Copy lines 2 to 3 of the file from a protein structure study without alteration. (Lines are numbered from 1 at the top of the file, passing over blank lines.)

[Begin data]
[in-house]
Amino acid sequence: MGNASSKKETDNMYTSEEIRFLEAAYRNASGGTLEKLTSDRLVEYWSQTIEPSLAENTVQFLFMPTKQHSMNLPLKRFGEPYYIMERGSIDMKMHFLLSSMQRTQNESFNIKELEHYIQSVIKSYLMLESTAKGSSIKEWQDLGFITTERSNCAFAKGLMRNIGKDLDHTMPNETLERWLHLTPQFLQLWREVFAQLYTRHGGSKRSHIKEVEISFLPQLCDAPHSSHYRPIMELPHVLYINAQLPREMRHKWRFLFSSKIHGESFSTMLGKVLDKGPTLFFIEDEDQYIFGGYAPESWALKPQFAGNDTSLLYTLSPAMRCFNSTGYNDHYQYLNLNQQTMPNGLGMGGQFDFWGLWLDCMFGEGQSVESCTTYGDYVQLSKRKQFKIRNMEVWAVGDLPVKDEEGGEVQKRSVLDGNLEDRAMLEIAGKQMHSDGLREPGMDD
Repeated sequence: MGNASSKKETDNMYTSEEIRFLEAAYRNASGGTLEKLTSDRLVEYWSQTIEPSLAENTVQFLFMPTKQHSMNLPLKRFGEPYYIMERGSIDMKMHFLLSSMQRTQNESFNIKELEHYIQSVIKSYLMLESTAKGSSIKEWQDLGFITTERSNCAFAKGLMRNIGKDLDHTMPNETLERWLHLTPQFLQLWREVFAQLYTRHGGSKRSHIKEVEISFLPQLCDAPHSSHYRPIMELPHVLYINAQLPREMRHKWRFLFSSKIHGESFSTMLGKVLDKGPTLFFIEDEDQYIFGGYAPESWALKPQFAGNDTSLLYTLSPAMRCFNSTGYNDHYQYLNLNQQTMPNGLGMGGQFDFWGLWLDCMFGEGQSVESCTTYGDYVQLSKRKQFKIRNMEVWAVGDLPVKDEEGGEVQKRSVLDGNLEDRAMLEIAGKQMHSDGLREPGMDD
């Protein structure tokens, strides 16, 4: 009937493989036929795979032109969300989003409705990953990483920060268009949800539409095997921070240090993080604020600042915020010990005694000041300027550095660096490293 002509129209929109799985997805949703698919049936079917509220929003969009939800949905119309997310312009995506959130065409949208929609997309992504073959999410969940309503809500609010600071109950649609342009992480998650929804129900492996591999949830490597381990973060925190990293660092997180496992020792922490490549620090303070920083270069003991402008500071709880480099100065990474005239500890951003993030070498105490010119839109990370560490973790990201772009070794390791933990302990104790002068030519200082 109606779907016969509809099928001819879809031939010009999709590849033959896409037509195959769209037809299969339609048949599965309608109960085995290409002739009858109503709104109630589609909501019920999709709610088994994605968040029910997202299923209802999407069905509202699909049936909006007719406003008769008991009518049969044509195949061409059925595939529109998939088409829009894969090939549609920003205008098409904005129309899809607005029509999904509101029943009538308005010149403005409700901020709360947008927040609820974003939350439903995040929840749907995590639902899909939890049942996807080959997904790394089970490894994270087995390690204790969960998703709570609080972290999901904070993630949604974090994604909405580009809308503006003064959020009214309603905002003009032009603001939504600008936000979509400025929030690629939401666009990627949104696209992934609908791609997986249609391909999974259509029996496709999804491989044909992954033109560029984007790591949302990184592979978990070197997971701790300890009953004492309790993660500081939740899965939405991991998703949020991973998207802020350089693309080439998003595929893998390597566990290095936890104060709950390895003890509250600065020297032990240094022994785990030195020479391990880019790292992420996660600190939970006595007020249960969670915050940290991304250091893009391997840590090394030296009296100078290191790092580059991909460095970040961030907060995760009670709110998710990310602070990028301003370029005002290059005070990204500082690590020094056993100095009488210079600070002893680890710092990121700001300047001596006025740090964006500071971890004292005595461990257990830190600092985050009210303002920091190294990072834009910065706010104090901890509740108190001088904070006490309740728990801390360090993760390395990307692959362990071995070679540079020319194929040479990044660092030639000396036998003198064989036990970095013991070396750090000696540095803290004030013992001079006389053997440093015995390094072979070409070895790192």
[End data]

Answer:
Amino acid sequence: MGNASSKKETDNMYTSEEIRFLEAAYRNASGGTLEKLTSDRLVEYWSQTIEPSLAENTVQFLFMPTKQHSMNLPLKRFGEPYYIMERGSIDMKMHFLLSSMQRTQNESFNIKELEHYIQSVIKSYLMLESTAKGSSIKEWQDLGFITTERSNCAFAKGLMRNIGKDLDHTMPNETLERWLHLTPQFLQLWREVFAQLYTRHGGSKRSHIKEVEISFLPQLCDAPHSSHYRPIMELPHVLYINAQLPREMRHKWRFLFSSKIHGESFSTMLGKVLDKGPTLFFIEDEDQYIFGGYAPESWALKPQFAGNDTSLLYTLSPAMRCFNSTGYNDHYQYLNLNQQTMPNGLGMGGQFDFWGLWLDCMFGEGQSVESCTTYGDYVQLSKRKQFKIRNMEVWAVGDLPVKDEEGGEVQKRSVLDGNLEDRAMLEIAGKQMHSDGLREPGMDD
Repeated sequence: MGNASSKKETDNMYTSEEIRFLEAAYRNASGGTLEKLTSDRLVEYWSQTIEPSLAENTVQFLFMPTKQHSMNLPLKRFGEPYYIMERGSIDMKMHFLLSSMQRTQNESFNIKELEHYIQSVIKSYLMLESTAKGSSIKEWQDLGFITTERSNCAFAKGLMRNIGKDLDHTMPNETLERWLHLTPQFLQLWREVFAQLYTRHGGSKRSHIKEVEISFLPQLCDAPHSSHYRPIMELPHVLYINAQLPREMRHKWRFLFSSKIHGESFSTMLGKVLDKGPTLFFIEDEDQYIFGGYAPESWALKPQFAGNDTSLLYTLSPAMRCFNSTGYNDHYQYLNLNQQTMPNGLGMGGQFDFWGLWLDCMFGEGQSVESCTTYGDYVQLSKRKQFKIRNMEVWAVGDLPVKDEEGGEVQKRSVLDGNLEDRAMLEIAGKQMHSDGLREPGMDD